A New Mexico For A New Middle East – OpEd


By Mauricio D. Aceves

The bond between Mexico and the Middle East was born centuries ago with the first arrivals of the Ottomans and Arabs to the port of Veracruz in the Gulf of Mexico and the establishment of diplomatic ties between the Ottoman Imperium and the Persian Imperium in 1864. The “Ottoman Clock” in Mexico City’s downtown, the traces of Middle Eastern architecture found in the streets in Mérida, and the bronze-made “Lebanese Immigrant” in Veracruz are symbols of this cultural legacy. The Arab heritage in literature, arts, gastronomy and tradition is scattered across the Mexican landscape and society. In those years, diplomatic relations evolved with a calm rhythm, but the last decades have witnessed a different tempo.

The FIFA World Cup Qatar 2022 represented a prospect for cooperation between governments and agencies in Mexico and the Middle East, especially regarding tourism, trade, and connectivity, considering the commitment to border security and combatting transnational crime. The event saw the most remarkable temporary migration of Mexican nationals to the Middle East in history, with over 120,000 Mexicans visiting Doha and other cities in the region.

A year later, on February 6, 2023, the 7.8 magnitude earthquake in Türkiye and Syria was another milestone in this engagement through reinforced diplomacy and humanitarian cooperation where specialized Mexican rescue teams and aid donations were deployed to the affected areas. The Turkish Airlines flight from Istanbul to Mexico City, begun in 2019, has become Mexico’s gateway to the Middle East for tourism and economic diplomacy. Trade and investment exchanges between Mexico, Saudi Arabia, the United Arab Emirates and other countries have also blossomed. In March 2024, the value of trade with the region, in general, was almost 85% higher than in January of 2018.[1] [2]

Mexico shares a similar position as the Middle East, which has been a vital crossroads of the world, allowing the transit of goods, religions, ideas, and people over the centuries between three continents. Mexico is the bridge between the compass rose of South and North America and between the Atlantic and the Pacific, boosting the nearshoring trend and the outcome of new global rivalries that have taken root over the past two years. Ambitious projects such as the Interoceanic Corridor of the Isthmus of Tehuantepec, the Tren Maya (https://www.trenmaya.gob.mx/), have boosted the development narrative.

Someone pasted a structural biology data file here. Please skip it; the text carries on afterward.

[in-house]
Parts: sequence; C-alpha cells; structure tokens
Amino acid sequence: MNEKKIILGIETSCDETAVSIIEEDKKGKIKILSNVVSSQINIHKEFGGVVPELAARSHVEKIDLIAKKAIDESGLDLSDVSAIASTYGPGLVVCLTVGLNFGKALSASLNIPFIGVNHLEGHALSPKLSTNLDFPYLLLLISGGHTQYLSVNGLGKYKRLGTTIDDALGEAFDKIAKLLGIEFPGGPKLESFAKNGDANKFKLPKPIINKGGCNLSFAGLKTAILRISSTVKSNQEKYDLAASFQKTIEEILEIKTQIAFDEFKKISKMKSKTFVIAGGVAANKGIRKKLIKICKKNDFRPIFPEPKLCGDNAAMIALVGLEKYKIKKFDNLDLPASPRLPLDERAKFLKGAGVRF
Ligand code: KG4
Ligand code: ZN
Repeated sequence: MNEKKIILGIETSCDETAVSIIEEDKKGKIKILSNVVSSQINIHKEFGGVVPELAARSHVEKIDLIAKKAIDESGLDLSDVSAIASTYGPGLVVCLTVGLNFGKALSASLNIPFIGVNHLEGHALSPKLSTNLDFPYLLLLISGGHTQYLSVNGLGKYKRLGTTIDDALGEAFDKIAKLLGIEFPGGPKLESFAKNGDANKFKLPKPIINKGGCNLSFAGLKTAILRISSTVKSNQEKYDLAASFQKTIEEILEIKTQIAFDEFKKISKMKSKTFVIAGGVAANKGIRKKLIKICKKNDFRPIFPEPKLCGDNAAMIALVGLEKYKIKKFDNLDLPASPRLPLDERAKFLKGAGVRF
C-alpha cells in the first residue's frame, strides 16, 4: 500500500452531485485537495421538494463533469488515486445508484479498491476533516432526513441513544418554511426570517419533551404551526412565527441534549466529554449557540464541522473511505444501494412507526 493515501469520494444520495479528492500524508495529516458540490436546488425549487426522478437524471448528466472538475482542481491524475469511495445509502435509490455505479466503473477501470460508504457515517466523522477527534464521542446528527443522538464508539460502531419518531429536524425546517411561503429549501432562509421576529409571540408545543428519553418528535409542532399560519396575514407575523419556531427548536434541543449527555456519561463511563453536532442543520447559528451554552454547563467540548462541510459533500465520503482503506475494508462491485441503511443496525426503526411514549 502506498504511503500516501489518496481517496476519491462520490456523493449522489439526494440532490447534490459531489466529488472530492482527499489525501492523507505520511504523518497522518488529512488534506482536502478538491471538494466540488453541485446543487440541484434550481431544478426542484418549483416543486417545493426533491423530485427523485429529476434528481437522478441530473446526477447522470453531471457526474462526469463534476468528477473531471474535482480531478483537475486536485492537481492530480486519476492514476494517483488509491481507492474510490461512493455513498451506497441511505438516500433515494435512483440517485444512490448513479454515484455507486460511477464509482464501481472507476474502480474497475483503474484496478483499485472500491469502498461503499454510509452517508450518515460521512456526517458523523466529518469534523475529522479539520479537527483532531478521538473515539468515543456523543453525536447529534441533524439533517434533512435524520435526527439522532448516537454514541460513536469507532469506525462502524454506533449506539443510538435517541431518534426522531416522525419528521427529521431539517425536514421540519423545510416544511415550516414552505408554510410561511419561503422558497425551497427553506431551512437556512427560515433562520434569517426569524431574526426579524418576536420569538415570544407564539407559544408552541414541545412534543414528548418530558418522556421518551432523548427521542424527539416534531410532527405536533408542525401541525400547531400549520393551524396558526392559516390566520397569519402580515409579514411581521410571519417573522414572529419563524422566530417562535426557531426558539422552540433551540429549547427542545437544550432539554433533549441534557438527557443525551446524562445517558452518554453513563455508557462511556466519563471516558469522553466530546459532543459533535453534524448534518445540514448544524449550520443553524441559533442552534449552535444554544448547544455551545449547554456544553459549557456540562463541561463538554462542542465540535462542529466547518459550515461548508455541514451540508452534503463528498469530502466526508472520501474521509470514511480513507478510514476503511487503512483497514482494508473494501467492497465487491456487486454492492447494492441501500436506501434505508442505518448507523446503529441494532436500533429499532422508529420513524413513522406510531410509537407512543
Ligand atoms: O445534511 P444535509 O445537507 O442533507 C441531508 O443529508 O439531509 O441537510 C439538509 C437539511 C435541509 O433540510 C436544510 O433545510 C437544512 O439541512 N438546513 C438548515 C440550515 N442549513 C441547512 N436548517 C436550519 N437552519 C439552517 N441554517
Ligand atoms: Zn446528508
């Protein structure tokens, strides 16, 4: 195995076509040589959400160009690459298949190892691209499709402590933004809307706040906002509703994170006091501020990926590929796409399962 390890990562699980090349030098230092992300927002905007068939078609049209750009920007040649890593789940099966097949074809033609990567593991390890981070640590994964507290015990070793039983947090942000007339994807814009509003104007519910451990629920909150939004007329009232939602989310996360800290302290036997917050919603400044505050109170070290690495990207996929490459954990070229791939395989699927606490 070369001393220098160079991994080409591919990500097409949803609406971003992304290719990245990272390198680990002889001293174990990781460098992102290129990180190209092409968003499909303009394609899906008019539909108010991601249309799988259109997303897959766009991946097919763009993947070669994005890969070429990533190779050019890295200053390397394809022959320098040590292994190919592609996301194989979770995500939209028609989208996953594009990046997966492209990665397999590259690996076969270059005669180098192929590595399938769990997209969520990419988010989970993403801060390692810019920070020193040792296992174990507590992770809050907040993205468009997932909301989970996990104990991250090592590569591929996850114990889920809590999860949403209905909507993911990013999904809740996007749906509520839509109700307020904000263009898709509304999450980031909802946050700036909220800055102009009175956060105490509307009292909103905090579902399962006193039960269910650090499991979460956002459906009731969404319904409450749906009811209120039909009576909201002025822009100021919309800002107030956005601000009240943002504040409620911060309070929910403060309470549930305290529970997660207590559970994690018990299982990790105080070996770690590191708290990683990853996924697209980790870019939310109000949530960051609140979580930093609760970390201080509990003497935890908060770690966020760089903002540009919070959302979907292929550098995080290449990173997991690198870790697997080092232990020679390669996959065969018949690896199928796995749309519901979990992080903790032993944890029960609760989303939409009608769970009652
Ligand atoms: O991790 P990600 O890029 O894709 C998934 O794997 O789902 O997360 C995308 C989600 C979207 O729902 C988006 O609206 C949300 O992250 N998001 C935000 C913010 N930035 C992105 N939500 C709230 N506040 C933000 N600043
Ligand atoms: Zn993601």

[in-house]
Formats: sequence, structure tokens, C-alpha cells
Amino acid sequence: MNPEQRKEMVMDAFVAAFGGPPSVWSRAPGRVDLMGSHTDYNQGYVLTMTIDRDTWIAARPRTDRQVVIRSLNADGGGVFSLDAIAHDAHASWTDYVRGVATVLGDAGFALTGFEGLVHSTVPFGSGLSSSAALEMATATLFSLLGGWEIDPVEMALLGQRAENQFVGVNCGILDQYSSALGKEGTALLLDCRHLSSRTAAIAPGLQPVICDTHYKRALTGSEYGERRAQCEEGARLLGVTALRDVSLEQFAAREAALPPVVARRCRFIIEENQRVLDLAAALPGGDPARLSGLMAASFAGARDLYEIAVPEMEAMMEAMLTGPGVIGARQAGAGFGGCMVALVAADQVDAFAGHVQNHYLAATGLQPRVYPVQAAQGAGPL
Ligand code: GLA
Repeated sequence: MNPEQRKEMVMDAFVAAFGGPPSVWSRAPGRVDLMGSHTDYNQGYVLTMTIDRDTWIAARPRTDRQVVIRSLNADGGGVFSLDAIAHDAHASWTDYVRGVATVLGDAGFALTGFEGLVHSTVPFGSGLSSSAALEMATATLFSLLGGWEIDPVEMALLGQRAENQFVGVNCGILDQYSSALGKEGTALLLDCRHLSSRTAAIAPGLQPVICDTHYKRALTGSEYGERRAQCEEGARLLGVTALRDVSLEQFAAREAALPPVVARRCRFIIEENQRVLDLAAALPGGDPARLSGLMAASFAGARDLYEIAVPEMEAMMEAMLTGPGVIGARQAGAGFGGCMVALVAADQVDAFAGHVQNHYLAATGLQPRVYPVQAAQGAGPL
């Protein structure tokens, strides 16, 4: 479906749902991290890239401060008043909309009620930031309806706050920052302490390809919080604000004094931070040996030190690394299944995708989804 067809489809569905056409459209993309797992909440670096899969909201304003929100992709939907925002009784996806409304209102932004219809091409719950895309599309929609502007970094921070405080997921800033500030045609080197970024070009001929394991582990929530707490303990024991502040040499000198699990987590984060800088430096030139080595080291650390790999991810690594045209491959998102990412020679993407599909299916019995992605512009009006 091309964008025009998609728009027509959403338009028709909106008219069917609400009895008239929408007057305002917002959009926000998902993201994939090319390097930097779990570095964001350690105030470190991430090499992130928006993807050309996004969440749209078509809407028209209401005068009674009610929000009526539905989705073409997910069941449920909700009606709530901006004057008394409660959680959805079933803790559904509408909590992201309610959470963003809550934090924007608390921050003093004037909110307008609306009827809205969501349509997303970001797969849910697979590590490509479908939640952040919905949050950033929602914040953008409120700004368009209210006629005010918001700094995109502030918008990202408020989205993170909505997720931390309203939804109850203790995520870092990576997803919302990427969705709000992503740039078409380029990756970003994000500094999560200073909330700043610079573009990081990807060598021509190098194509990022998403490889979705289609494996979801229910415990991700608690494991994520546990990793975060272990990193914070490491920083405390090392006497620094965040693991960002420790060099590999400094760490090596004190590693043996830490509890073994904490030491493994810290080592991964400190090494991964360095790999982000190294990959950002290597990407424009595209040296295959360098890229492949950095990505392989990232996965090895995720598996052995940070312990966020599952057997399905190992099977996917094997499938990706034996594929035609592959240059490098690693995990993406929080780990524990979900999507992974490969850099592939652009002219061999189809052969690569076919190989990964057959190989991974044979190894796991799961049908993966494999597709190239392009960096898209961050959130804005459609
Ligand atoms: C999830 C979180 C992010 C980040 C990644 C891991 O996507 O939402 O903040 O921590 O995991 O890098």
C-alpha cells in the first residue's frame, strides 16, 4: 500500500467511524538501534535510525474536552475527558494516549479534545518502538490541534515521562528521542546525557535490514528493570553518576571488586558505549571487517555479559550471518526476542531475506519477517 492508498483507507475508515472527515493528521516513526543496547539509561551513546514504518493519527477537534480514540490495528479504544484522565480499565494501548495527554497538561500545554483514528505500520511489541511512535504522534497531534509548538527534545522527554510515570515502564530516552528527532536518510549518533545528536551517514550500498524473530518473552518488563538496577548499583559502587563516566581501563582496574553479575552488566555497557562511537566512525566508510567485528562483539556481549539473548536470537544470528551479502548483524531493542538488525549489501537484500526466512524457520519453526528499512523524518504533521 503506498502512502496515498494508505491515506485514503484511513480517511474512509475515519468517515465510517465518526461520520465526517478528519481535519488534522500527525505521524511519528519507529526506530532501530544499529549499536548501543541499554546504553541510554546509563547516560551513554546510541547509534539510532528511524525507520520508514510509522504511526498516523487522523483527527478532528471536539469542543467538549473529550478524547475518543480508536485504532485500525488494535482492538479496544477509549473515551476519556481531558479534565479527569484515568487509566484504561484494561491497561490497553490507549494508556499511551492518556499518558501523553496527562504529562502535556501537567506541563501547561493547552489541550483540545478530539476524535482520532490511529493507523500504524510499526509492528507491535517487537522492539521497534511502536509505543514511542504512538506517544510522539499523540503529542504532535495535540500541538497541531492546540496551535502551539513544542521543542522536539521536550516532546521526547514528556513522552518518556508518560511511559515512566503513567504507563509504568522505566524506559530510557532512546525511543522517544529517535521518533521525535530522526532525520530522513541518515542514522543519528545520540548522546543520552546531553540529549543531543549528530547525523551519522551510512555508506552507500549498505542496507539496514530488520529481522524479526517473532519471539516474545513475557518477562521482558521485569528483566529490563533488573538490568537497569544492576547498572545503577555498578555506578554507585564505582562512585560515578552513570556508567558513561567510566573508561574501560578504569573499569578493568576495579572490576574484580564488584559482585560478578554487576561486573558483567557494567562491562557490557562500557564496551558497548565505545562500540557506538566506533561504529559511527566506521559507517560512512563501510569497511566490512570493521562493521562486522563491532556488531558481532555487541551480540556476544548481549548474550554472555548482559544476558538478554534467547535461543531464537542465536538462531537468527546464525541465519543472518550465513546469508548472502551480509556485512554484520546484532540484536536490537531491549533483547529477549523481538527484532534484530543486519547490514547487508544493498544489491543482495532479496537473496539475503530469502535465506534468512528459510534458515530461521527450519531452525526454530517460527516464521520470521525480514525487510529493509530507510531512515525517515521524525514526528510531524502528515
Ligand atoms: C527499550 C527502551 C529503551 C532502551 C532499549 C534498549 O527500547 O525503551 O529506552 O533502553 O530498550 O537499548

Thus, positioned today, Mexico has the capabilities to play a critical role in peace and stability. Mexico and the Middle Eastern and Asian countries traverse the same path. They look to position themselves regionally and develop a new geopolitical identity with high capabilities and weight on the global supply chain, connectivity, and the economic and political realm.

In this backdrop, Claudia Sheinbaum’s vision can bring new synergies with the region. The conversation on the Middle East has had political dimensions, especially regarding the Israel-Palestine conflict. In 2009, Claudia Sheinbaum, then a recognized academic and scientist, wrote in the pages of the national journal La Jornada, “Because of my Jewish origin, because of my love for Mexico, and because I feel like a citizen of the world, I share with millions the desire for justice, equality, fraternity, and peace […]”.[3] Traditionally, Mexico has supported and defended the two-state solution[4] and has a Representative Office in Ramallah. Balancing diplomatic relations and respect for human rights will be a priority and an early test of Sheinbaum’s policy towards the Middle East.

The G20 summit hosted by Brazil in mid-November will be the first opportunity to meet world leaders of Saudi Arabia, Türkiye, India, and Indonesia, among others, and introduce the new administration to the region and state foreign policy priorities. The initial interaction will include discussions on inclusion, inequality, food security, international governance, concerns that align with Mexico’s domestic interests. Additionally, as part of the Comprehensive and Progressive Agreement for Transpacific Partnership (CPTPP), the nations in the Indo-Pacific are essential partners in Mexico’s investment view.